United States Patent 3616280

Nonaqueous electroplating solutions containing dimethyl sulfoxide and a plating metal salt, a process for electroplating using these solutions wherein the solution is heated to a temperature between about 160° and 200° F. and a modified process for selectively electroplating as a composite coating more than one material at separate plating rates.

Application Number:
Publication Date:
Filing Date:
Primary Class:
International Classes:
C25D3/02; (IPC1-7): C23B5/00; B01K1/00
Field of Search:
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Other References:

porter, A survey of Organic Solvents, DP 389, AEC, July 1959, p. 4. .
Chromium Electrodeposition, Chemical Abstracts, Vol. 70, No. 14, 63561z Apr. 7, 1969.
Primary Examiner:
Wyman, Daniel E.
Assistant Examiner:
Shine W. J.
What is claimed

1. A nonaqueous electroplating solution comprising a mixture of a first anhydrous solution including dimethyl sulfoxide and a copper salt of a plating metal; and a second anyhdrous solution including dimethyl sulfoxide, an organic solvent selected from the group consisting of ethylene glycol and dimethyl formamide, and a nickel salt of a plating metal, each of said salts being simultaneously plateable from said solution at any desired rate by adjusting plating current.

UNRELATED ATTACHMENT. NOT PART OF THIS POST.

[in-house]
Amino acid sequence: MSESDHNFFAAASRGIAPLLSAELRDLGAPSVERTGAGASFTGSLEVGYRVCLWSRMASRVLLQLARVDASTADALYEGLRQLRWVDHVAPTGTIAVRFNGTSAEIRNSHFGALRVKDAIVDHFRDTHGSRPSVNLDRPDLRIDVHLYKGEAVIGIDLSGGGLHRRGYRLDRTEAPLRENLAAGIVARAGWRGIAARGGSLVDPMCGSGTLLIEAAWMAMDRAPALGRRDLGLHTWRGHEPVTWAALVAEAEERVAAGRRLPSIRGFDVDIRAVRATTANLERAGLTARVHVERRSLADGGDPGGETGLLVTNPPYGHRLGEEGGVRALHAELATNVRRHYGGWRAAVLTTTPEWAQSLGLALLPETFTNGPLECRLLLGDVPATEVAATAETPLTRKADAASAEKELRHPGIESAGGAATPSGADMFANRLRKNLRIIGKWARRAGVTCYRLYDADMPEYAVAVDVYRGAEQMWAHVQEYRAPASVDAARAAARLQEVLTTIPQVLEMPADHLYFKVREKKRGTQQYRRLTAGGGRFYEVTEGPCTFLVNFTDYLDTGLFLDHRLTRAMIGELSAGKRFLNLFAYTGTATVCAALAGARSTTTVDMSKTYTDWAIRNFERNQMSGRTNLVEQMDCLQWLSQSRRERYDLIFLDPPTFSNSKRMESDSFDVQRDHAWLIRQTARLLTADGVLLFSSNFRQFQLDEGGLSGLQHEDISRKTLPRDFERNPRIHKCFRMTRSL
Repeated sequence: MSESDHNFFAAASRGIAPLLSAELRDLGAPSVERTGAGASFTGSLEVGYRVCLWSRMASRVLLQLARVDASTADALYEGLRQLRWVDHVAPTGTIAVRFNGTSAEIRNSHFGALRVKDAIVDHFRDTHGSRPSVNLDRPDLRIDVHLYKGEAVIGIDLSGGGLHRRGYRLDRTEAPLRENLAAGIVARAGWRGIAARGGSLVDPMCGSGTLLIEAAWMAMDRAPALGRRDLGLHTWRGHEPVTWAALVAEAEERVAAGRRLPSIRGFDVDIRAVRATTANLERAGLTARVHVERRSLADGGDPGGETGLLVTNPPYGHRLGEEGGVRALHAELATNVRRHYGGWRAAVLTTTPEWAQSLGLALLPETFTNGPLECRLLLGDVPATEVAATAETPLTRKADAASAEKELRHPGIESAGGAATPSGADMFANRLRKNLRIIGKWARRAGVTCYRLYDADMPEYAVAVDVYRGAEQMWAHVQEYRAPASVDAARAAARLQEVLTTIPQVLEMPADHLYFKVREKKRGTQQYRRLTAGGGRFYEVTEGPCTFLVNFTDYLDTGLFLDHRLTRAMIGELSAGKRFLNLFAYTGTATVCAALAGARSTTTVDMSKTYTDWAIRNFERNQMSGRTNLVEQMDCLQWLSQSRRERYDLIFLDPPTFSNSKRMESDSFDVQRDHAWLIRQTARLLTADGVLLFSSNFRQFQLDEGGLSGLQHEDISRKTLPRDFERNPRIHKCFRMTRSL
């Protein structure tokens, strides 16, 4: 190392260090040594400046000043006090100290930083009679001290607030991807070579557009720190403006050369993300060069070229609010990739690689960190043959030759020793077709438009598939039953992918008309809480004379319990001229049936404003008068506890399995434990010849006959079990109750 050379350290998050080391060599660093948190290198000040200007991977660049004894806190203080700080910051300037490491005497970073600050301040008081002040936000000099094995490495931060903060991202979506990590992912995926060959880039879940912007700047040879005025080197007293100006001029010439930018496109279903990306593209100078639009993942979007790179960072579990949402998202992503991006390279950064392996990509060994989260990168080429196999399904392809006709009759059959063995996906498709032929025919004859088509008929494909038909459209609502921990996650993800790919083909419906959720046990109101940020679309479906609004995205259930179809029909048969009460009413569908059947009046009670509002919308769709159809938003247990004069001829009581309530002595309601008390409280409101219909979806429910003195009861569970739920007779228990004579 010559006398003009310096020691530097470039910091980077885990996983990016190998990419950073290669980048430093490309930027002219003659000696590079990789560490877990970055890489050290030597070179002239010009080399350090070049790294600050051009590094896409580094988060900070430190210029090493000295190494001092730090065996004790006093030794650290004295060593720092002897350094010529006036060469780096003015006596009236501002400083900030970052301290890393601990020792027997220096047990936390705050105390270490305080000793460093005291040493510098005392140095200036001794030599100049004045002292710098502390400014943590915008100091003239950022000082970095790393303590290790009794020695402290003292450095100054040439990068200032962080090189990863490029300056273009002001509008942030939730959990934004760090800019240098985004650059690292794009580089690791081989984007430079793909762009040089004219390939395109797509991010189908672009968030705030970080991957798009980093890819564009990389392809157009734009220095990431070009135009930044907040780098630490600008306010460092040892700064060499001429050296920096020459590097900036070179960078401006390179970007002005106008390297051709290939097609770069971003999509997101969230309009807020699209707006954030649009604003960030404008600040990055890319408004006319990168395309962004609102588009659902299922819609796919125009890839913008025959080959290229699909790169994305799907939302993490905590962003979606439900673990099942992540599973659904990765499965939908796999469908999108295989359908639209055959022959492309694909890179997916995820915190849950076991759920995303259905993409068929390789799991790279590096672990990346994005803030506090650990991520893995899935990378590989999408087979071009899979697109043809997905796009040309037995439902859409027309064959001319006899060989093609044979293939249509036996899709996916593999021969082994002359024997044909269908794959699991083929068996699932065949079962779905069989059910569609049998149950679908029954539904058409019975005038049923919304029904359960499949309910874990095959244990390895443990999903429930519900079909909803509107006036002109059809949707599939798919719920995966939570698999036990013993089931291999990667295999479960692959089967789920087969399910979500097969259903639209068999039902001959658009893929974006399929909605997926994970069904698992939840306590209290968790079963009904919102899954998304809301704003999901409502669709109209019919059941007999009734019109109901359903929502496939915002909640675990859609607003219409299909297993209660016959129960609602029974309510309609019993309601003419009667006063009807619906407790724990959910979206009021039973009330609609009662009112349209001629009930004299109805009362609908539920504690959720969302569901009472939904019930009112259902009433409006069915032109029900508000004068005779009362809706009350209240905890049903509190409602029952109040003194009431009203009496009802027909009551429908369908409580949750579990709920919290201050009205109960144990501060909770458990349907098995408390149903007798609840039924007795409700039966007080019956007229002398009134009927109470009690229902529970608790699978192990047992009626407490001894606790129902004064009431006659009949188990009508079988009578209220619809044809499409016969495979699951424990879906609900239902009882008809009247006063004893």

2. The solution of claim 1 wherein said solution includes a complexing agent selected from the group consisting of ammonium chloride, ammonium nitrate, ammonium cyanide and sodium cyanide and said copper salt is a copper chloride and said nickel salt is selected from the group consisting of nickel chloride and nickel sulfate.

3. A process of electroplating a metal coating on a metallic member comprising, dissolving a copper salt of said coating metal in dimethyl sulfoxide to form a first anhydrous electrolytic solution, dissolving a nickel salt in dimethyl sulfoxide to form a second anhydrous electrolytic solution, mixing said first and second solutions, immersing said metallic member in said mixed electrolytic solution, immersing an anode electrode in said mixed solution, heating said mixed solution to a temperature of from about 160° to 200° F., and passing predetermined plating current through said mixed solution from said anode electrode to said metallic member for controlling plating rates from said salts.